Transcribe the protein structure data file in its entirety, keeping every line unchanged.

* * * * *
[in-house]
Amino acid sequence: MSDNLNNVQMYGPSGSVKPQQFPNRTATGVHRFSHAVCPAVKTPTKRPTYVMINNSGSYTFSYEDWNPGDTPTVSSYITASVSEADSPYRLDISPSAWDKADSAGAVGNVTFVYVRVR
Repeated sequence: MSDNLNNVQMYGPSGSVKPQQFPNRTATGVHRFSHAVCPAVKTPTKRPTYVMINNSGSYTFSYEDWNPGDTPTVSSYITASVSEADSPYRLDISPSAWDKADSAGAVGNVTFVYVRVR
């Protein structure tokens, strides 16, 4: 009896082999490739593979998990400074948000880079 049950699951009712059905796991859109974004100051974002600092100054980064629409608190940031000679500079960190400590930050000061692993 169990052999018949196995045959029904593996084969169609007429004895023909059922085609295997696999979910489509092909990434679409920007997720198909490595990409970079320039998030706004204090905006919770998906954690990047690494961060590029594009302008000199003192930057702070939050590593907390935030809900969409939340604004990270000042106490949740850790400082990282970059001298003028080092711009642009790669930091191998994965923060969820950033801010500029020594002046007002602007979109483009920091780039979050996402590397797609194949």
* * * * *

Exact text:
[in-house]
Amino acid sequence: MSDNLNNVQMYGPSGSVKPQQFPNRTATGVHRFSHAVCPAVKTPTKRPTYVMINNSGSYTFSYEDWNPGDTPTVSSYITASVSEADSPYRLDISPSAWDKADSAGAVGNVTFVYVRVR
Repeated sequence: MSDNLNNVQMYGPSGSVKPQQFPNRTATGVHRFSHAVCPAVKTPTKRPTYVMINNSGSYTFSYEDWNPGDTPTVSSYITASVSEADSPYRLDISPSAWDKADSAGAVGNVTFVYVRVR
């Protein structure tokens, strides 16, 4: 009896082999490739593979998990400074948000880079 049950699951009712059905796991859109974004100051974002600092100054980064629409608190940031000679500079960190400590930050000061692993 169990052999018949196995045959029904593996084969169609007429004895023909059922085609295997696999979910489509092909990434679409920007997720198909490595990409970079320039998030706004204090905006919770998906954690990047690494961060590029594009302008000199003192930057702070939050590593907390935030809900969409939340604004990270000042106490949740850790400082990282970059001298003028080092711009642009790669930091191998994965923060969820950033801010500029020594002046007002602007979109483009920091780039979050996402590397797609194949």